• Roger Zelazny's Damnation Alley is set post-nuclear apocalypse. Most of the surviving population are in coastal cities, while those remaining in the Midwest blame scientists for the catastrophe, and crucify any they catch. There is animal life, but not as we know it.
  • Alien Earth by Megan Lindholm, in which a large group of Humans were rescued by aliens, just prior to the total collapse of Earth's ecosystem. What's left is mostly inedible to these humans, being mostly ground hugging bushes.
  • The Night Land is set "billions of years hence", after the Sun has died (although that should have incinerated Earth). Humans have only survived by sealing themselves inside The Last Redoubt, a massive city inside a pyramid. No one can live in the outside world without special suits. The only things living outside are Eldritch Abominations that have colonized the Earth.
  • In The Green Gods, massive amounts of climate change caused plants to evolve sapience and begin taking over the world. Many animals, including humans, are on the brink of extinction.
  • In The Fractal Prince the Sobornost mind-upload collective has purged most of Earth's surface from life after uploading perfect copies to their giant databanks, and a Grey Goo-nanotech called Wildcode did the rest. Only one city, ironically protected by the Wildcode, still has baseline human population. By the end even it's gone, after Matjek Chen unleases the Dragons, an even more destructive Grey Goo weapon, on the planet in order to retrieve a copy of his past self. In subversion, upload copies of people continue to live in the Wildcode itself until Chen's purge. Amusingly, the sequel novel, The Causal Angel reveals that the catalyst for all these events was a deliberately engineered planetwide stockmarket crash.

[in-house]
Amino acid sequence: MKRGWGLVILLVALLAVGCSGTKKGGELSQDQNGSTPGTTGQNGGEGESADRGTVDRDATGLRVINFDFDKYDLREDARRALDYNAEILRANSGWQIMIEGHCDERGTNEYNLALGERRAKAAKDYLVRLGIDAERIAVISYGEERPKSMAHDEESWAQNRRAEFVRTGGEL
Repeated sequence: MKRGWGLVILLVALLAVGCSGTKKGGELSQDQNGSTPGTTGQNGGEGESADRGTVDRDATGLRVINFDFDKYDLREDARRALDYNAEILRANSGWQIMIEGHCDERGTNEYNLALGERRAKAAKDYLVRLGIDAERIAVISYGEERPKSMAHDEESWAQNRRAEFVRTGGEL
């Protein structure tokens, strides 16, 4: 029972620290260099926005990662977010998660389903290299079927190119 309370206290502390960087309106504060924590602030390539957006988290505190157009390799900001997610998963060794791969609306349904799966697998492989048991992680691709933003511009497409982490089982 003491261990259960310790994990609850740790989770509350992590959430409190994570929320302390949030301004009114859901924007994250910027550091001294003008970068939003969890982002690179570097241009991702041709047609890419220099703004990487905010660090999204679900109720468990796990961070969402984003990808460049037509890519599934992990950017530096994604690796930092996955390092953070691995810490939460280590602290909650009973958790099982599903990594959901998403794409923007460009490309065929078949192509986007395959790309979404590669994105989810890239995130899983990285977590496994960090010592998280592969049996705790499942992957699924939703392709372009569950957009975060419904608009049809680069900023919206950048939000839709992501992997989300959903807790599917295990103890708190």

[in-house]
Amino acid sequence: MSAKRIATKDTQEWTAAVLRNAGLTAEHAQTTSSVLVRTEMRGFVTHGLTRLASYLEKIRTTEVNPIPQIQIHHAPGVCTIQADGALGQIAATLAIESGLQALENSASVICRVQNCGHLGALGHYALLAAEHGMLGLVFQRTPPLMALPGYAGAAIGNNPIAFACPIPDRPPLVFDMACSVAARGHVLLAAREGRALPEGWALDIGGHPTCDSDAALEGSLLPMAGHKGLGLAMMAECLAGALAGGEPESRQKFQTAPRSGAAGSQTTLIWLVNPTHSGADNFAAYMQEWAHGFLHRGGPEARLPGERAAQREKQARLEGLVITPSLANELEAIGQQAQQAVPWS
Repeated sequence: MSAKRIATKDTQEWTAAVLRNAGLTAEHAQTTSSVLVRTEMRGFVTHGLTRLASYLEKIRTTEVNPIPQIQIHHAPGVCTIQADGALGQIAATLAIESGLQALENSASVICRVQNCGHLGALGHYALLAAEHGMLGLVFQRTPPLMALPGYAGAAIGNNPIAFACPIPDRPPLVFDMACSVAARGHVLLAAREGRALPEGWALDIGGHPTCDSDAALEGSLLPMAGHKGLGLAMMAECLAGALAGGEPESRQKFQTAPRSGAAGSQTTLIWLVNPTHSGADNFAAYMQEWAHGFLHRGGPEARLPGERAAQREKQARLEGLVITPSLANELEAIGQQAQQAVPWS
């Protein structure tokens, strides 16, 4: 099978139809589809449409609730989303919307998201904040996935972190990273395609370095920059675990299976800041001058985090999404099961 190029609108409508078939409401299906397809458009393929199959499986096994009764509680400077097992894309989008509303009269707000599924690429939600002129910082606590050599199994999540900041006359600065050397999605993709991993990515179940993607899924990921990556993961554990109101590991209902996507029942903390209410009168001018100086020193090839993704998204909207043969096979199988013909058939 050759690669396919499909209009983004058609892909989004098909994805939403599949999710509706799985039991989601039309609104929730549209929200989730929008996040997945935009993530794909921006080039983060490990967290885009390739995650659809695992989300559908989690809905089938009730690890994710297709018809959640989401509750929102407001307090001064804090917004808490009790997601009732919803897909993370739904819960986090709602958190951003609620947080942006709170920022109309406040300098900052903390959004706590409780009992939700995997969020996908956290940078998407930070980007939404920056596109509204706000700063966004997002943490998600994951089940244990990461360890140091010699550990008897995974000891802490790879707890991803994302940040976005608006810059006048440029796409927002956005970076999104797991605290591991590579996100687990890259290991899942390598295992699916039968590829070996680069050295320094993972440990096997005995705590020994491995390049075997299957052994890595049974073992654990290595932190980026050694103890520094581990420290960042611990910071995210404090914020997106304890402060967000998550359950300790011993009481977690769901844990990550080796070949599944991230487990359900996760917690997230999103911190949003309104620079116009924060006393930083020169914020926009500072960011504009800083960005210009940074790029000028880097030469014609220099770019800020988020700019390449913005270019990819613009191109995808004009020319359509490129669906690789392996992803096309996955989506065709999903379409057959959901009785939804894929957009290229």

Live-Action TV 
  • Babylon 5 has the Vorlon planet killers. These planet killers are more likely to be around Class 3-4—one episode has Ivanova requesting atmospheric shuttles to evacuate survivors from the surface of a world devastated by the planet killer. It doesn't destroy the planet, but once it strikes, it's curtains for most of the population, and the few who remain will probably slowly die of starvation, disease, radiation poisoning, or the like unless they are rescued.
  • On Buffy the Vampire Slayer, the opening of the Hellmouth is a 4.5. This would release demon hordes onto the Earth, resulting in the extinction of not only the human race, but every other native critter. The natural biosphere would be replaced with a demonic one. This is averted four times, in the episodes "The Harvest", "Prophecy Girl", "The Zeppo", and "Doomed". The release of the First's army of Turok-Han, as averted in the series finale, would apparently have a similar effect.
  • The final episode of Dinosaurs. Earl Sinclair unwittingly engineers a series of catastrophies that causes the extinction of all plant life, and eventually dinosaurs with it. But the scale is so far beyond what really happened to the dinosaurs, it could go beyond even Class 4 on the AW scale.
  • The Doctor Who stories The Ark in Space and "The Beast Below" disasters where enormous solar flares roasted the Earth, which are probably the same event. Humanity may well recover (they had warning and were able to evacuate), but the biosphere is implied to be long gone.